Refurnished Thoughts

Discover Vintage America - JUNE 2017

Hitting the road for bargains

Did you know that yard sales have history? Well sort of. Many people may not know that yard and garage sales in the U.S. really originated in shipyards in the early 1800s when the yards would sell unclaimed cargo at discounted rates. Later in the 19th century the sales moved to community centers and churches, and really began to thrive as "rummage sales" until they evolved into what we know them as today as yard or garage sales. After all, Americans need some way of dealing with their used items.

We don't know who really invented the idea of the "linear yard sale," the practice of encouraging residents and business people along a certain section of highway to co-ordinate their sales of unwanted treasures on a particular weekend. Certainly one of the granddaddies of them all is the "More on 34" event held along U.S. 34 in northern Illinois from Aurora to Galesburg, which is coming right up June16-17 on Father's Day weekend. The state of Illinois seems to be rife with the custom as several smaller and more targeted road sales have been held there for years.

But the idea of purveying junk along miles of highway has spread throughout the Midwest with any number of driving-for-treasure events on tap. For example, in the next few months central Iowa is preparing for the "Hwy. 141 Garage Sale" the weekend of Aug. 4-5 and "Bargains Galore on 64" in northwest Arkansas will be held Aug. 10-12. In central Nebraska the annual "Junk Jaunt" rolls out Sept. 22-24. In fact, "The World's Longest Garage Sale", Aug. 3-6, snakes along U.S. 127 for nearly 700 miles through six states from Michigan to Alabama, with literally thousands of people setting up shop along the highway.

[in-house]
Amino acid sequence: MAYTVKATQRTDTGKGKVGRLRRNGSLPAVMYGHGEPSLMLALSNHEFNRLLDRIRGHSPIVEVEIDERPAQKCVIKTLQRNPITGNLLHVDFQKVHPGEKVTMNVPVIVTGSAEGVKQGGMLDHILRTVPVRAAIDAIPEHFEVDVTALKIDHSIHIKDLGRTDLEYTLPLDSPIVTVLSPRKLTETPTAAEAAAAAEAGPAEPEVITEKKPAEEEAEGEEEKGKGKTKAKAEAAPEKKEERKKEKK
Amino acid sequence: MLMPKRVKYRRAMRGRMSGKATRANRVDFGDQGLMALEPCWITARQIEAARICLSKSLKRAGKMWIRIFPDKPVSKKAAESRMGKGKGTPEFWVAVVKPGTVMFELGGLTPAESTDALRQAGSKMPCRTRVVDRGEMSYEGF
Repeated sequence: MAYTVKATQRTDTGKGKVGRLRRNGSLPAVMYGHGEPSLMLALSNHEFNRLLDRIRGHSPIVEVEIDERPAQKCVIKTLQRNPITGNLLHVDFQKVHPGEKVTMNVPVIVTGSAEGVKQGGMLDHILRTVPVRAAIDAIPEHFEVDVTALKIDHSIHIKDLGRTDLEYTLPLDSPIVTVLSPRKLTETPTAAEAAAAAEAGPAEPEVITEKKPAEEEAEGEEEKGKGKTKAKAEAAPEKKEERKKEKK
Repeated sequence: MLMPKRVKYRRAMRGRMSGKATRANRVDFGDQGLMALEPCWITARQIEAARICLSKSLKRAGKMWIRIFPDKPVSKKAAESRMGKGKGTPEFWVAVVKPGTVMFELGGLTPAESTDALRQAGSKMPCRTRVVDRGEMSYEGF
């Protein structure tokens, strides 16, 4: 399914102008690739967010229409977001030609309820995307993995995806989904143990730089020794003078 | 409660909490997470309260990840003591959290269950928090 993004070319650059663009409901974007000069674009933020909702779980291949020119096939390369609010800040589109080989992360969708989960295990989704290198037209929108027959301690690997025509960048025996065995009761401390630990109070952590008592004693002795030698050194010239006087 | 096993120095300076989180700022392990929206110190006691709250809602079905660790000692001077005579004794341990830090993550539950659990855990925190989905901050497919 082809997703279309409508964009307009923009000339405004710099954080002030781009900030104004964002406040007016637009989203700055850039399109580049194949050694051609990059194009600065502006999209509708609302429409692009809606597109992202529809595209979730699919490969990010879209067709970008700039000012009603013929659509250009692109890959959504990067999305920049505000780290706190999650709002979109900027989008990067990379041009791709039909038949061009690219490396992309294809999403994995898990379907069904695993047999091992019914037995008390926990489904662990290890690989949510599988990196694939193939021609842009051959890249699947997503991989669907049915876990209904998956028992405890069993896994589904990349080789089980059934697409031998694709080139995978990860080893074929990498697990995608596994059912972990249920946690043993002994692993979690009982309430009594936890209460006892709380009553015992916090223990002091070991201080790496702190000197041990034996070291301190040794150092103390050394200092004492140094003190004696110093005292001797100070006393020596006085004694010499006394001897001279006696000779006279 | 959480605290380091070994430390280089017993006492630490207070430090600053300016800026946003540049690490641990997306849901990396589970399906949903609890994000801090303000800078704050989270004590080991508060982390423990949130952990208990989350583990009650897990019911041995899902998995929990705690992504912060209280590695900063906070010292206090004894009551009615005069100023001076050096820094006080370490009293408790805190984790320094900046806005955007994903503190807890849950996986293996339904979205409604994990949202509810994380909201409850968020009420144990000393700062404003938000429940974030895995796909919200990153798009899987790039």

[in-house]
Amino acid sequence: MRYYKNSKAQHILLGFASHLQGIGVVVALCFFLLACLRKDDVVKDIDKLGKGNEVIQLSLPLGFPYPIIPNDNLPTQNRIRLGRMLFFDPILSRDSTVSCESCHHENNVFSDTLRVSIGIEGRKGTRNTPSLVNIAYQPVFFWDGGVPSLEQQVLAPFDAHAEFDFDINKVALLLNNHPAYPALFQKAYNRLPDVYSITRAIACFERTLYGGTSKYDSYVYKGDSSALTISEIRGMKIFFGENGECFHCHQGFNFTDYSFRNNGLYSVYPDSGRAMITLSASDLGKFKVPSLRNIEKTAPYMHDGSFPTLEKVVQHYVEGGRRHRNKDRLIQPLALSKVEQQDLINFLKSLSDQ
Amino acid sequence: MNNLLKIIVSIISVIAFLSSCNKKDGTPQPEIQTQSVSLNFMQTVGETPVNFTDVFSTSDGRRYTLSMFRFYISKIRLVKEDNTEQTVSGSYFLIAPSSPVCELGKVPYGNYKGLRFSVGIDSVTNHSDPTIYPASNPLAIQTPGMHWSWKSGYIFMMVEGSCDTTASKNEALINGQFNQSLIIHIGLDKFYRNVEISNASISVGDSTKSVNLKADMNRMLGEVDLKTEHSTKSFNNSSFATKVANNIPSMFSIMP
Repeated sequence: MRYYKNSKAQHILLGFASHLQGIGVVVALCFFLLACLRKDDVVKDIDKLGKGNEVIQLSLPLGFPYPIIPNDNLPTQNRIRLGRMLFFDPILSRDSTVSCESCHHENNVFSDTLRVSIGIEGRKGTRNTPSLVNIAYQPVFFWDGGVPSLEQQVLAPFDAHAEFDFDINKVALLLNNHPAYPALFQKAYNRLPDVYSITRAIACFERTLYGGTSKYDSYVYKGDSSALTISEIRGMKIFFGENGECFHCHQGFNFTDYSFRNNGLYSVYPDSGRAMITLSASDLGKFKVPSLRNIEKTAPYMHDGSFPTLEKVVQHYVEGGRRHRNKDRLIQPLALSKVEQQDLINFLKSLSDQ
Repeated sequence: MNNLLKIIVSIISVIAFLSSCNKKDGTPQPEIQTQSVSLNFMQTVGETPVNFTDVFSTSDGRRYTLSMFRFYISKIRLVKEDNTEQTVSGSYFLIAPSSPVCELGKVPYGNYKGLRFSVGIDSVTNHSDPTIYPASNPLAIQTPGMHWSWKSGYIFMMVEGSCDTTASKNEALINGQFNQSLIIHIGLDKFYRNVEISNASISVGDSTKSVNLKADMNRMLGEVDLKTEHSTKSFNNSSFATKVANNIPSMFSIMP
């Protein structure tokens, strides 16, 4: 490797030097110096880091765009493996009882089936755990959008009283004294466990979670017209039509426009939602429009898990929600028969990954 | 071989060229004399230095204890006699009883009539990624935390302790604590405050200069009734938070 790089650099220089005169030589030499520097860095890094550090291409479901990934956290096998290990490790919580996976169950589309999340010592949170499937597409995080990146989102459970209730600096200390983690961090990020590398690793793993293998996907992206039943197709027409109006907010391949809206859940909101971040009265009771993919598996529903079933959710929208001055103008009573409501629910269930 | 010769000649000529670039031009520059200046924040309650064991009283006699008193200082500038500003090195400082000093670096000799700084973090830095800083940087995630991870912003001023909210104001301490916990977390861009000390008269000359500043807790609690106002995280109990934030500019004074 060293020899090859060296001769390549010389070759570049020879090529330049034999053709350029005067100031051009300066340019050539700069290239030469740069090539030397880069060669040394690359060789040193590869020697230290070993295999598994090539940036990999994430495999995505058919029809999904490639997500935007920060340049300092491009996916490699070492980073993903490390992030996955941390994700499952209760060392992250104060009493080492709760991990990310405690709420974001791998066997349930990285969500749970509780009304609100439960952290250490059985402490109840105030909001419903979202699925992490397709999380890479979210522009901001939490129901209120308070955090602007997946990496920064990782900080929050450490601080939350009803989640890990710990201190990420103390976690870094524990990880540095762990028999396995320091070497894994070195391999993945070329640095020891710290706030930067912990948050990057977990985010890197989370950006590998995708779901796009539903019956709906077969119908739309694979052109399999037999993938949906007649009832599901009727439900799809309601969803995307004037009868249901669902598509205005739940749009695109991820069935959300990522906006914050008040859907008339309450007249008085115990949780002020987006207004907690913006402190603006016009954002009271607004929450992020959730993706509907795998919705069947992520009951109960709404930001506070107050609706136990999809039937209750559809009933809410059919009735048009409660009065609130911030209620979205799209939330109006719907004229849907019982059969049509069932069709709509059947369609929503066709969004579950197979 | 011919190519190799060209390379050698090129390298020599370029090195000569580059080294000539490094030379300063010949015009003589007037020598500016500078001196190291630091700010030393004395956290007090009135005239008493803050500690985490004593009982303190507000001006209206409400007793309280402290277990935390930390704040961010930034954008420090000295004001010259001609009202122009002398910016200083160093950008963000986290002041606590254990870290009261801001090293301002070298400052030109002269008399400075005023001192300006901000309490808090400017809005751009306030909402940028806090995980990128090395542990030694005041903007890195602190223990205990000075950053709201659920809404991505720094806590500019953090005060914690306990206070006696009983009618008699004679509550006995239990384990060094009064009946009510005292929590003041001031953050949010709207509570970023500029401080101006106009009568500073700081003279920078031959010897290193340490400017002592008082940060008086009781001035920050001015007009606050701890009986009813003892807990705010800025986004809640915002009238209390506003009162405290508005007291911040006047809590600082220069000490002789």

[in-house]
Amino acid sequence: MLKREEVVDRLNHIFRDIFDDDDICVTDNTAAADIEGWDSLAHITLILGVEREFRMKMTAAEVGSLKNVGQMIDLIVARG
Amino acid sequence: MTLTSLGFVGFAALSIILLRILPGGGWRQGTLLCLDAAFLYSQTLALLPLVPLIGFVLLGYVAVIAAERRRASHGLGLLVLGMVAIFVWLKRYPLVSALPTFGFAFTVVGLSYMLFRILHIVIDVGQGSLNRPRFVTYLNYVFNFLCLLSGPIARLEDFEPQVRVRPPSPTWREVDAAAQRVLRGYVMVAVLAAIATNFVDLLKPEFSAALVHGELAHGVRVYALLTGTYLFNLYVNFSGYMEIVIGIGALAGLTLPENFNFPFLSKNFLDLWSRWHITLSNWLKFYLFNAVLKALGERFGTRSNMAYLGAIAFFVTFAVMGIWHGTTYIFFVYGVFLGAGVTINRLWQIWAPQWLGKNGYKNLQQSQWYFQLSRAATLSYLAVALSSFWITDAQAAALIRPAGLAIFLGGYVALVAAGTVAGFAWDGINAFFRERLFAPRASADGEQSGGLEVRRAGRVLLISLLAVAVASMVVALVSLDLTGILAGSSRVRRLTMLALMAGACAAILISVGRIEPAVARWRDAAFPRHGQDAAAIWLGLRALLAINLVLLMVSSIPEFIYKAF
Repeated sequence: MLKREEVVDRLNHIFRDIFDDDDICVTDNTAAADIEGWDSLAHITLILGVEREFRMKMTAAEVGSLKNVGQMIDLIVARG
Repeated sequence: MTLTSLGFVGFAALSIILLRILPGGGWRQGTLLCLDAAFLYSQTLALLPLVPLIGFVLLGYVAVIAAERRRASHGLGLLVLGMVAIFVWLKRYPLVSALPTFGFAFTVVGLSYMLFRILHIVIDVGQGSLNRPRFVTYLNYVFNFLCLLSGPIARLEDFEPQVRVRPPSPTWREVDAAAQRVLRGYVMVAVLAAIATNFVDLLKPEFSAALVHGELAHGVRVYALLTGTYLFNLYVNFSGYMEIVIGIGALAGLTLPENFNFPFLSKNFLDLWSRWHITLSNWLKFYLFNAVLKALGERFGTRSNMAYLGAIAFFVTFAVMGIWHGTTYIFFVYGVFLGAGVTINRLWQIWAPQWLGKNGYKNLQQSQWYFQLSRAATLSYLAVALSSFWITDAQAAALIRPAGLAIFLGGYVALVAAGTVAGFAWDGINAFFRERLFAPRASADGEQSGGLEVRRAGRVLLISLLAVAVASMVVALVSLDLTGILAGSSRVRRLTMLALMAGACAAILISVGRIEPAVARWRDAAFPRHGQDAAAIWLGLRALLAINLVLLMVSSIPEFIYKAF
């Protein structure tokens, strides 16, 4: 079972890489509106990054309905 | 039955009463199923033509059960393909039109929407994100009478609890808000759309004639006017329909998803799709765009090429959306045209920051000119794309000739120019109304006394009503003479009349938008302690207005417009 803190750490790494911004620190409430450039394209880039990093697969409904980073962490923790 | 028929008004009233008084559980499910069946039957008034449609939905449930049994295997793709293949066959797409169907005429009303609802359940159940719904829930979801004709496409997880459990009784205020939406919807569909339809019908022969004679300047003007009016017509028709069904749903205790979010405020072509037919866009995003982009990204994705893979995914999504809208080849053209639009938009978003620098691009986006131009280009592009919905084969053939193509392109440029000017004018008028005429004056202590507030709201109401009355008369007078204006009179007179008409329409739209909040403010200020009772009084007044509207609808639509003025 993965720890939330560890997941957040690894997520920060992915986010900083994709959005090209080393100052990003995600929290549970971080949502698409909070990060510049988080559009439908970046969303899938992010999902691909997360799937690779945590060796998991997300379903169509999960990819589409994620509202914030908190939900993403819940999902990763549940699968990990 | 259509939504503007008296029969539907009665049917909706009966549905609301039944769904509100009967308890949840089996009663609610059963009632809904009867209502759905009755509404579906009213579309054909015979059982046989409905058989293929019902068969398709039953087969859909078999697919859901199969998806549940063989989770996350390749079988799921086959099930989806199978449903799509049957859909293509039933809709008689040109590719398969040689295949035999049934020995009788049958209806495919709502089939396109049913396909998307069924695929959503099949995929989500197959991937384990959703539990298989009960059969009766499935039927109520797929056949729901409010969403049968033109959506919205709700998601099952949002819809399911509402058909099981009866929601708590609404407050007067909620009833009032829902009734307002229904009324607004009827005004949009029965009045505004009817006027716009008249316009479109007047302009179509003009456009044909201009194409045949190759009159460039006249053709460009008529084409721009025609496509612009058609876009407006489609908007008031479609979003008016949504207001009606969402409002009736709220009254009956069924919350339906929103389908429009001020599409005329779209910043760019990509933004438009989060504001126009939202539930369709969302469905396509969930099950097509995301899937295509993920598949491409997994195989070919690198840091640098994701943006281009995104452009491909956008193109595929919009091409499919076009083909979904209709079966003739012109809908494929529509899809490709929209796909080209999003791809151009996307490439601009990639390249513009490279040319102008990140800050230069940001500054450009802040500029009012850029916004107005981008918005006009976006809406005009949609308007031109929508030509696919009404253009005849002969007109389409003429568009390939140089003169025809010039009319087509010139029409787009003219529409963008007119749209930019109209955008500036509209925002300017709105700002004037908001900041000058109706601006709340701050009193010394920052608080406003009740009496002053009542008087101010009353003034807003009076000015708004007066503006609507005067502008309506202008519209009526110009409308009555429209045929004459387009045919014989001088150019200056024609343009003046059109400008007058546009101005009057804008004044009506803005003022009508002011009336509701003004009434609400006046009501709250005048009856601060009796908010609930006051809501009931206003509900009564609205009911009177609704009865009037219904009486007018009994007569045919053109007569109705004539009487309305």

The events are great for promoting local pride and building a sense of community among smaller rural towns. From personal experience I can attest that there is a real sense of anticipation for the sales in the Nebraska Junk Jaunt and promoters try to keep the practice of early selling to a minimum with little success as shoppers crowd into the towns along the Jaunt's southern route for early deals before the official opening. Such is the price of success I suppose. It means that there is merchandise that is attractive to collectors out there among the junk and discards. And that really is what antiquing is at its core, the anticipation of the hunt and the satisfaction of the final purchase. It's what keeps a true antique and vintage collector going from day to day.

Gasoline prices in the Midwest are pretty moderate this year. So, why not pile in the car and head out to a highway of bargains near you?

Leigh Elmore can be contacted at
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